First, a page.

Pain in your feet can make even simple tasks uncomfortable, negatively impacting your quality of life. There are many conditions that can cause aching or numbness in your feet, including lumbar radiculopathy (sciatica) and plantar fasciitis.
Sciatica is a condition that happens when nerves in your lower back are compressed. This compression can cause pain and numbness that radiates from your back and into your lower extremities, sometimes including the feet. Sciatica can also be caused by sciatic nerve compression in the buttocks or leg.
Plantar fasciitis could also be the culprit of foot pain. Plantar fasciitis refers to pain in your heel caused by inflammation from a band of tissue (fascia) along the bottom of your foot.
If you have recurring numbness, aching, or pain in your foot arches, ankles, and heels, it may be advisable to make an appointment with your doctor. Your doctor will use a physical exam, symptom history, and other diagnostic tools to identify the cause of your foot pain.
Let’s overview the basics of lumbar radiculopathy and plantar fasciitis to better understand their differences.
Symptoms of sciatica aren’t limited to your foot. You’ll typically have symptoms of stabbing or burning pain in your lower back, too.
The pain traces the path of your sciatic nerve, which goes from your buttocks all the way down through the back of your thigh and to your foot.
- numbness and tingling in your lower extremities
- stabbing or burning pain in your lower back
- weakness in your lower back and lower extremities
- muscle spasms
Plantar fasciitis symptoms
Plantar fasciitis is the
This condition is often caused by overuse of the plantar fascia, the band of tissue that connects your heel bone to your toes. Overuse can happen if you’re an athlete or have a job that requires a lot of standing or walking.
Symptoms are typically limited to the foot only and can include:
- stabbing pain in your heel
- pain after standing for long periods
- pain in your foot when you wake up
While both sciatica and plantar fasciitis can cause foot pain, the reasons behind the pain are entirely different.
Sciatica is a term that refers to a set of symptoms that can be traced back to a compressed nerve. These symptoms can be triggered by acute or chronic health conditions, including injuries and types of arthritis.
Compression leading to lumbar radiculopathy can be caused by:
Doctors believe that
Runners, as well as active, working adults between 25 and 65 years old, are at the
Sciatica sometimes requires imaging tests in addition to a visual assessment. Your doctor may order an MRI, X-ray, or CT scan to determine whether your nerves are being compressed. You may also be asked to perform a
Treatments for these two conditions will differ according to the underlying cause. It’s possible to have both sciatica and plantar fasciitis at the same time.
Sciatica sometimes goes away without treatment. If your sciatica is caused by a pregnancy, for example, it may resolve once your pregnancy ends. If your sciatica pain is chronic (meaning it lasts for 12 weeks or more), you’ll need a doctor to determine if — and how — your nerve is being compressed.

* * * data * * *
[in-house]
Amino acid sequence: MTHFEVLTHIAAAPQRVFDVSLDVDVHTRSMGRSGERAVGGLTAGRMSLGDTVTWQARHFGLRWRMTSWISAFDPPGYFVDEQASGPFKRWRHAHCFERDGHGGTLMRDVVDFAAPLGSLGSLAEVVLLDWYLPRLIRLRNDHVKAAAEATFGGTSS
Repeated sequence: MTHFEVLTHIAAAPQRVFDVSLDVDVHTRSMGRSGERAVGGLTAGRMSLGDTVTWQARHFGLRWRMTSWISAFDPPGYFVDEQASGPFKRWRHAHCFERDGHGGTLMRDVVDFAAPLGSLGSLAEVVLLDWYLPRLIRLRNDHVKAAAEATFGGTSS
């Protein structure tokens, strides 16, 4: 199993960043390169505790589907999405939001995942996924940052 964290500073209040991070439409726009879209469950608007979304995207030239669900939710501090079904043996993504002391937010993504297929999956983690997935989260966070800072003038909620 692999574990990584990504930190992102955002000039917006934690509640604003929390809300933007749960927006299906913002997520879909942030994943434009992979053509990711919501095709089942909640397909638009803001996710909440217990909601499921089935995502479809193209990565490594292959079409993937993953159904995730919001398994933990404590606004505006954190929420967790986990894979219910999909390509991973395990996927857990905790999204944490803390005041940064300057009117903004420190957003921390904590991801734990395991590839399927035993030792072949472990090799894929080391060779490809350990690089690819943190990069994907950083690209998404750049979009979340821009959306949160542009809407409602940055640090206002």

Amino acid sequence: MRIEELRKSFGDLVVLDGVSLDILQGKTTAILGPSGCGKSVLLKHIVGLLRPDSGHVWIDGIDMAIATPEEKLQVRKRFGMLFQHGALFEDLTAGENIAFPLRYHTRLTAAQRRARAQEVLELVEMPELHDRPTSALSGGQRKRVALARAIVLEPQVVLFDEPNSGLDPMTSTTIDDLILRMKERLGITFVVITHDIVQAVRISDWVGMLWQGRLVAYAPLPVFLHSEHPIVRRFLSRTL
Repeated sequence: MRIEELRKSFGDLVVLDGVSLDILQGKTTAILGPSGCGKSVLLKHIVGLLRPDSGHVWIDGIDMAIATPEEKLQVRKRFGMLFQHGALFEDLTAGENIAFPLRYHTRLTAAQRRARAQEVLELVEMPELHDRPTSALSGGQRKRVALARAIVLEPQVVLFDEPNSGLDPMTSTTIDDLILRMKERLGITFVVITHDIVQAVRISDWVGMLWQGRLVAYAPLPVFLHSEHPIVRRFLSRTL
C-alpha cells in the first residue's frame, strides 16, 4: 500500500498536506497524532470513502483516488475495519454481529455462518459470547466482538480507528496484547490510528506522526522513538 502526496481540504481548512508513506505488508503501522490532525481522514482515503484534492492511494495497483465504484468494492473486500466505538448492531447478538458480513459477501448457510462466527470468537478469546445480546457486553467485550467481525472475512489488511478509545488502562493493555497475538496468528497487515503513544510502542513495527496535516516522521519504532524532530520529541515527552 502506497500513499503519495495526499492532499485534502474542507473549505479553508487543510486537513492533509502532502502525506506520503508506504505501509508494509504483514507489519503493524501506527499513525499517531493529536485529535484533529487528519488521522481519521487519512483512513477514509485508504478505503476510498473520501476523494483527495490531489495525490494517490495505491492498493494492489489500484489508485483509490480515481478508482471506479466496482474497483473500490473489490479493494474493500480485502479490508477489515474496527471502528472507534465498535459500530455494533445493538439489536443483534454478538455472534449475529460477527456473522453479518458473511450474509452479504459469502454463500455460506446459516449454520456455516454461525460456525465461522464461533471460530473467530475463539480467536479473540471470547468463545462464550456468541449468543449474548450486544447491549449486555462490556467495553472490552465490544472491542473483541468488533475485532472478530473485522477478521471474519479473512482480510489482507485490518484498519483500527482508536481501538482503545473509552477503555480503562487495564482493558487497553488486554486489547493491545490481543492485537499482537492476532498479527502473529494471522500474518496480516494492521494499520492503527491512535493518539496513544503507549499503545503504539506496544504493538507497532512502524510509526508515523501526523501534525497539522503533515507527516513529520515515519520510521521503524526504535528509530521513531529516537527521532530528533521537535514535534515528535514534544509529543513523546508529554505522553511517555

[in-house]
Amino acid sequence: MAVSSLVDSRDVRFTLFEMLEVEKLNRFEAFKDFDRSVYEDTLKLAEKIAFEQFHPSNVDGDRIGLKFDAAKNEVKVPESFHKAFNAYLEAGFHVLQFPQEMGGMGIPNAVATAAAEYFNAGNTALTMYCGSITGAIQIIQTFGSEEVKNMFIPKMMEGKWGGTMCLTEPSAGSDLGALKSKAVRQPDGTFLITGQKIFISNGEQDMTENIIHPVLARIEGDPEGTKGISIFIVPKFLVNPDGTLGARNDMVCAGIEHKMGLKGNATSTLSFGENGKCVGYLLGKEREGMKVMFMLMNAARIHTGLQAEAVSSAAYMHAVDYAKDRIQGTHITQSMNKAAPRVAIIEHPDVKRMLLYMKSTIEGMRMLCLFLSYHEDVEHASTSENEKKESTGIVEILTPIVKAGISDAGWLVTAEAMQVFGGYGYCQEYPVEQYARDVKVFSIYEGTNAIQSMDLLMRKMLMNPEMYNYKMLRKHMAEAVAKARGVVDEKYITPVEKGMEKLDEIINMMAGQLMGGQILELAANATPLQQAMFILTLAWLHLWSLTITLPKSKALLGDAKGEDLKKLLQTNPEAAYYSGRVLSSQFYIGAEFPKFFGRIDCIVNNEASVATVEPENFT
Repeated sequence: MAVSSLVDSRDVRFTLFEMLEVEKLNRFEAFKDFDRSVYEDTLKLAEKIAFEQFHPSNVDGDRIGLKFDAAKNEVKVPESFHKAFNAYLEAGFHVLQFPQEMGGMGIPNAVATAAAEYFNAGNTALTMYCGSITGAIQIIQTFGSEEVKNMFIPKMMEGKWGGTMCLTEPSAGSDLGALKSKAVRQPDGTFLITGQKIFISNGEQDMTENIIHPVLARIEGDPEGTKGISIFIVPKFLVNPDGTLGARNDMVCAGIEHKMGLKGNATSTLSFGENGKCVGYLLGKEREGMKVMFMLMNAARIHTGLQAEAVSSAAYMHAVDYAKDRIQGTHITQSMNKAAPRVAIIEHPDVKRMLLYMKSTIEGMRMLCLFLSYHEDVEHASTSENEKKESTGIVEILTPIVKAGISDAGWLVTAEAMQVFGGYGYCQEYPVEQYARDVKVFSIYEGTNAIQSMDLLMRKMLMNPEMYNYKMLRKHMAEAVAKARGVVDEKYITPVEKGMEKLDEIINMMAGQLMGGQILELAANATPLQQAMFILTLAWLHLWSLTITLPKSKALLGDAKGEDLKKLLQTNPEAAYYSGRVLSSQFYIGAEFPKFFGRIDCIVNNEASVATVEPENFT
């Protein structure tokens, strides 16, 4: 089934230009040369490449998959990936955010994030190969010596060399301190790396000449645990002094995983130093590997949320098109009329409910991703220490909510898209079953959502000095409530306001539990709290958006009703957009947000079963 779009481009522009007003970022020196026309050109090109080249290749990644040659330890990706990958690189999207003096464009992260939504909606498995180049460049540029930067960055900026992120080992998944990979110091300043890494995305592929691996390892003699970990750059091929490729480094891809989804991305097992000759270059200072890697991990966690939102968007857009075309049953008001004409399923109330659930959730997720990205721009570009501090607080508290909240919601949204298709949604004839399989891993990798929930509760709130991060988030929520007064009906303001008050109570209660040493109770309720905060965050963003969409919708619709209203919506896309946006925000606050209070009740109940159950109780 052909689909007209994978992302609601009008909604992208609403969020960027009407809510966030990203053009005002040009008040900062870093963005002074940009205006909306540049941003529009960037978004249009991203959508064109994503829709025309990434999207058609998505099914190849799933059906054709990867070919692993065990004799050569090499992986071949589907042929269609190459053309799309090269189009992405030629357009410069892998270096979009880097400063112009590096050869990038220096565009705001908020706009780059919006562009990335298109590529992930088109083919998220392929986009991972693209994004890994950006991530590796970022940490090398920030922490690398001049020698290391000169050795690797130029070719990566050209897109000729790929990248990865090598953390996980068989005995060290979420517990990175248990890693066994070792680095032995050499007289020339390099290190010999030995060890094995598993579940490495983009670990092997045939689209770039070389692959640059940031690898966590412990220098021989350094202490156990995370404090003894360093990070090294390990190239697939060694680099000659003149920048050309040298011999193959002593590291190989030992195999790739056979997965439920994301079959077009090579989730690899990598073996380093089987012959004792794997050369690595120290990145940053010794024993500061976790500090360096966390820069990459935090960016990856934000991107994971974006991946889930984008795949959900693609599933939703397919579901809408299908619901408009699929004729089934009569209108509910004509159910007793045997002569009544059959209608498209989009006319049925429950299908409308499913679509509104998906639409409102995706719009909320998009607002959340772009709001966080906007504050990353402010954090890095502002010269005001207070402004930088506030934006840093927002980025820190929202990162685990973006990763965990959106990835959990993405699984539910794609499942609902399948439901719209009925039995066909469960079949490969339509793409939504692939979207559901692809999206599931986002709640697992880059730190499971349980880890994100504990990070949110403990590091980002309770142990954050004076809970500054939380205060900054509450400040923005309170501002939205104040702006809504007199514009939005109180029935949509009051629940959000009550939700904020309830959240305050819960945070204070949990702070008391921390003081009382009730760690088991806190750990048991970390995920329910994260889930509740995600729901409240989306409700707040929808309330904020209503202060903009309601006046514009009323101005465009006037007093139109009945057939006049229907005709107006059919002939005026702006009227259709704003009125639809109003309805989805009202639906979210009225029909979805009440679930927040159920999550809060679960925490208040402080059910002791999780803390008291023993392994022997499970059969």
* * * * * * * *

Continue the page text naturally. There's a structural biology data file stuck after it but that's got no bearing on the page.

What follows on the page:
First-line treatment for sciatica often starts at home. Your doctor may advise using a warm or cold compress to help soothe the area. Increasing your core strength, practicing good posture, and avoiding sitting for prolonged periods of time can also provide some relief.
If your sciatica persists beyond home treatment, your doctor may advise:
- over-the-counter (OTC) NSAIDs, or prescription pain medications
- corticosteroids to reduce inflammation
- muscle relaxers to help with pain and spasms
Exercises or manipulation to benefit your spine from a chiropractor, acupuncturist, or physical therapist may also be recommended. These methods can help your body realign and strengthen necessary muscles to prevent nerve compression.
In severe cases that involve a bone spur or other obstruction that’s pressing on your nerve, you may be referred for surgery to treat sciatica.
Plantar fasciitis treatment
Plantar fasciitis can also often be treated at home.
Conservative treatments include:
- resting your feet, avoiding impact activities and long periods of standing up
- applying ice
- massaging the sore area
You may be advised to rest as fully as possible and follow this regimen for 6 weeks or longer as you wait for your plantar fascia to heal. Your doctor may also recommend OTC NSAIDs for pain relief, or prescribe another option.
If your pain doesn’t resolve with rest, ice, and massage, your doctor may recommend a corticosteroid injection that can be done in your doctor’s office. This injection will aim to bring down inflammation to decrease pain and increase mobility while your body heals.
Other causes of foot pain
If lumbar radiculopathy and plantar fasciitis are not the cause of your foot pain, your doctor will speak with you about other possible conditions. These may include:
Sciatica and plantar fasciitis have some symptoms in common, but they’re separate conditions with different treatment strategies. It’s possible to have both.
Plantar fasciitis pain is typically limited to your foot’s heel and arch. Sciatica pain usually comes from your lower back and radiates down.
It’s important to consult your doctor in the case of foot pain. A timely diagnosis empowers you to rest and heal, so you can literally be back on your feet as soon as possible.